DENVER (AP) — A man serving a life sentence for two murders he committed when he was a teenager has hanged himself, and a prison reform advocate says he had lost hope in a sentencing review process triggered by a U.S. Supreme Court decision.

The Denver Post reported Thursday that Gabriel Adams, 38, committed suicide in his cell at Pueblo’s San Carlos Correctional Facility on March 9. Barb Stephenson, a board member of the Colorado chapter of a grassroots prison reform group known as CURE, told the Post that Adams was losing hope his sentence would be reduced. Stephenson said Adams was sent to San Carlos, which houses seriously mentally ill prisoners, after he attempted suicide at Arkansas Valley Correctional Facility.

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State Rep. Paul Rosenthal, a Denver Democrat, has asked Colorado prisons chief Rick Raemisch to investigate the circumstances surrounding Adams’s death and to evaluate the 49 remaining Colorado prisoners serving mandatory life terms for murders committed when they were juveniles. In a letter sent to Raemisch on Tuesday, Rosenthal said he doesn’t want to see another suicide.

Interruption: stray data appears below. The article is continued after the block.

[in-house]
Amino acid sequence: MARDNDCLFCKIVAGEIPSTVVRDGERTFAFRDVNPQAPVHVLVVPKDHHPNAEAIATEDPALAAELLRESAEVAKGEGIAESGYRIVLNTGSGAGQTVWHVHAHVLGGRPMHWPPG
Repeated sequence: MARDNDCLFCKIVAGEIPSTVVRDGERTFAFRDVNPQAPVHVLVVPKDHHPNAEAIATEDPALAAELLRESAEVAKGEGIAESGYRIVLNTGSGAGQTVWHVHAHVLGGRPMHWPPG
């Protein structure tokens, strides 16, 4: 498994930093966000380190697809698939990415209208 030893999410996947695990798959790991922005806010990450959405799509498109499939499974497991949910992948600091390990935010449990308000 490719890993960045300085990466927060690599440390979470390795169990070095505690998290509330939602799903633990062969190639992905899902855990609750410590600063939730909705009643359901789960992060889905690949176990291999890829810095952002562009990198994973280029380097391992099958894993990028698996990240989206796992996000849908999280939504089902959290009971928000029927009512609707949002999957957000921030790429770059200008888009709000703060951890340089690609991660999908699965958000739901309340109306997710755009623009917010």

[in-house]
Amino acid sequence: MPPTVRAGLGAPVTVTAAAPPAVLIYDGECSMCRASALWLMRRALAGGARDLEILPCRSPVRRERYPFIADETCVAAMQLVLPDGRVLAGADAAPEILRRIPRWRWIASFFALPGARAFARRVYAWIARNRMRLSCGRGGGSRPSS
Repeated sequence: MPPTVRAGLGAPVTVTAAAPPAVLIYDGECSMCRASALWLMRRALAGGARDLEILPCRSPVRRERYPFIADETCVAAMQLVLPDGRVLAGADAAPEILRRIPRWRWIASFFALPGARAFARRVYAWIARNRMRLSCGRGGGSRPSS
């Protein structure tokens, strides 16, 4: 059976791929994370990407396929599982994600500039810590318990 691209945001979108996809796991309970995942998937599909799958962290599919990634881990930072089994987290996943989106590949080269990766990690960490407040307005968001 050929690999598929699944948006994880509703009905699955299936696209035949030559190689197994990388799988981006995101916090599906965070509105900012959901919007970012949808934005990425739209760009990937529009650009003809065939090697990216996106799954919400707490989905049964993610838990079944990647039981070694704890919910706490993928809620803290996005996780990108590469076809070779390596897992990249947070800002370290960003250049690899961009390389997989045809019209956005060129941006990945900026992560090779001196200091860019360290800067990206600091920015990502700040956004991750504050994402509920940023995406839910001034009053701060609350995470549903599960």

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Adams had been due for a review after a 2012 Supreme Court ruling in an Alabama case that the Constitution forbids mandating a sentence of life in prison without parole for a juvenile offender.

Jacob Ind hired Adams to kill his parents in their Woodland Park home in 1992. The couple was sprayed with bear mace before each was stabbed and shot. Ind also was convicted and received two life sentences.

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